We’ve been working on Polish translation projects for as long as we can remember these days. It’s a part of the Slavic language group and is spoken by around 50 million people worldwide. It’s quite an old language too – the first known sentence is dated back in 1270! Despite being considered one of the most difficult languages, it’s currently learnt by more than 800,000 people all around the world on Duolingo.
As you may already know, the term false friend in translation means two words in different languages that look or sound the same but have completely different meanings. There are more false friends between Polish and English that you may expect, even if these languages don’t seem to have a lot in common:
– fart vs fart
We all know what fart means in English, but did you know that in Polish the same word, (written and even pronounced the same way!) means good fortune or luck? If you hear it on the Polish streets, don’t worry, they don’t talk about the flatulence here!
– lunatic vs lunatyk
The word used in English to describe a manic, crazy person can be really misunderstood in Poland, where it just means someone who’s sleepwalking. Still, there’s something lunatic about sleepwalkers anyway, at least for me!
Nie mój cyrk, nie moje małpy. – meaning more or less ‘’Not my circus, not my monkeys’’!
When we talk about the linguistic differences between the languages, we cannot forget about my all-time favourites: idioms. Those bring so much more fun while you’re learning a new language but can be a bit weird as well!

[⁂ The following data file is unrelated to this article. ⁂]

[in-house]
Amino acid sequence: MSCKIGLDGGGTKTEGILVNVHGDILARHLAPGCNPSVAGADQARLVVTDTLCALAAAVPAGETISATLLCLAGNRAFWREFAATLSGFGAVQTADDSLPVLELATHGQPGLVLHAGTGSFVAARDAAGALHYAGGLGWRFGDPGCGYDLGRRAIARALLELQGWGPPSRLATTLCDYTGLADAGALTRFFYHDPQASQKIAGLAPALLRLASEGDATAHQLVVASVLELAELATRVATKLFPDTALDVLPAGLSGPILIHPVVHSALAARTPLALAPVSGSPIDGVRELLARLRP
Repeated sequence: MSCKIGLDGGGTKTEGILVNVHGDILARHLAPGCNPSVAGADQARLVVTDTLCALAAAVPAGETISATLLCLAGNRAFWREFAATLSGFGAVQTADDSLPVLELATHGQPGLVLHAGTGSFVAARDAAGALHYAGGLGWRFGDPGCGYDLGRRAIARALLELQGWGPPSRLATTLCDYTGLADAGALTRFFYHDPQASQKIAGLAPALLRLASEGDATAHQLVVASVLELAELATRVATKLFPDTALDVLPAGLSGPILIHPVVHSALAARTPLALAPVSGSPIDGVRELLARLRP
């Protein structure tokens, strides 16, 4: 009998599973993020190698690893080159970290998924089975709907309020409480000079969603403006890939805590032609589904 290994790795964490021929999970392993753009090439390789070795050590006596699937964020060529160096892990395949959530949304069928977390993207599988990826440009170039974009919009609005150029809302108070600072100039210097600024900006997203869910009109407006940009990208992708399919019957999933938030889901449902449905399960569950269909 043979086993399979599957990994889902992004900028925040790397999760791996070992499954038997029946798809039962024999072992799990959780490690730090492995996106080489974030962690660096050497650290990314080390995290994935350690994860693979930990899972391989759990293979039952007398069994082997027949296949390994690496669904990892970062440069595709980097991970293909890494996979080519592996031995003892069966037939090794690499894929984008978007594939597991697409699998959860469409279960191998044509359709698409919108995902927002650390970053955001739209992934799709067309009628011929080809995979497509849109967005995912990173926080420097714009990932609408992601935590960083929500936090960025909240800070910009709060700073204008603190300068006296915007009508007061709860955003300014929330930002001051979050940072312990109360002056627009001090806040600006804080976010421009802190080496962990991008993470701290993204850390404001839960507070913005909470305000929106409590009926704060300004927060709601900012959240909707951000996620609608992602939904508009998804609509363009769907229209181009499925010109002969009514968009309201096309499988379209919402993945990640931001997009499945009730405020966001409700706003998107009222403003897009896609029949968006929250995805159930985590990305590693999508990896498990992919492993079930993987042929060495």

This one is quite an old proverb in Polish, but such a good one. In your Polish translation, you can use it when you don’t want to be involved in someone else’s drama, when something is not your problem, so you just want to stay out of it! Such a useful one that is, especially in our times, when everyone has enough on their plate! (See what I did here?)
Czy słoń nadepnął ci na ucho?– as the way of saying: ‘’ Did an elephant stomp on your ear?’
Whenever you’d like to say that someone has absolutely no musicality whatsoever. If your big dream is to become a musician, it is worth to know that one because if you ever hear it- maybe it’s actually time to put the instruments away!
Wiercić komuś dziurę w brzuchu. – The literal translation of this one would be ‘’To drill a hole in someone’s belly’’.
Despite how dangerous and concerning this may sound, you can describe this way a person that goes on about something and they wouldn’t stop. They keep bothering you about it and it’s just getting annoying. Who would’ve thought that in Polish you can say a child is drilling a hole in their mum’s belly when she doesn’t want to buy them a new toy! Quite worrying that one right?
Putting the Polish translation fun facts aside, one more interesting thing I wanted to share with you would be a fairly unusual Polish tradition, that is really popular despite being celebrated since 16th century! The last Thursday before the Christian Lent, so 52 days before the Easter celebrations is called ‘Fat Thursday’’ (tłusty czwartek).
Even if the name doesn’t sound as appealing, that is the day when the Polish bakeries prepare tons of pączki: fried doughnuts, usually filled with rose jam, sprinkled with the powdered sugar or poured with icing. Delicious! According to tradition, if you don’t eat at least one of them during Fat Thursday, there’s only bad luck waiting for you this year! Not that I’m superstitious, but eating one of those goodies is not a high price for having some luck all year, right?
Poland, with a tricky language to learn, the nonsense idioms and weird letters (gżegżółka is a name of a bird!) is an unusual country for sure. Hope the above Polish translation facts put a smile on your face and made you consider visiting! If not, maybe a pint of beer for less than £2 will? 😉
Remember, if you’d like to discuss your next Polish translation project, then give me us call on +44 (0) 207 095 5730 or email email@example.com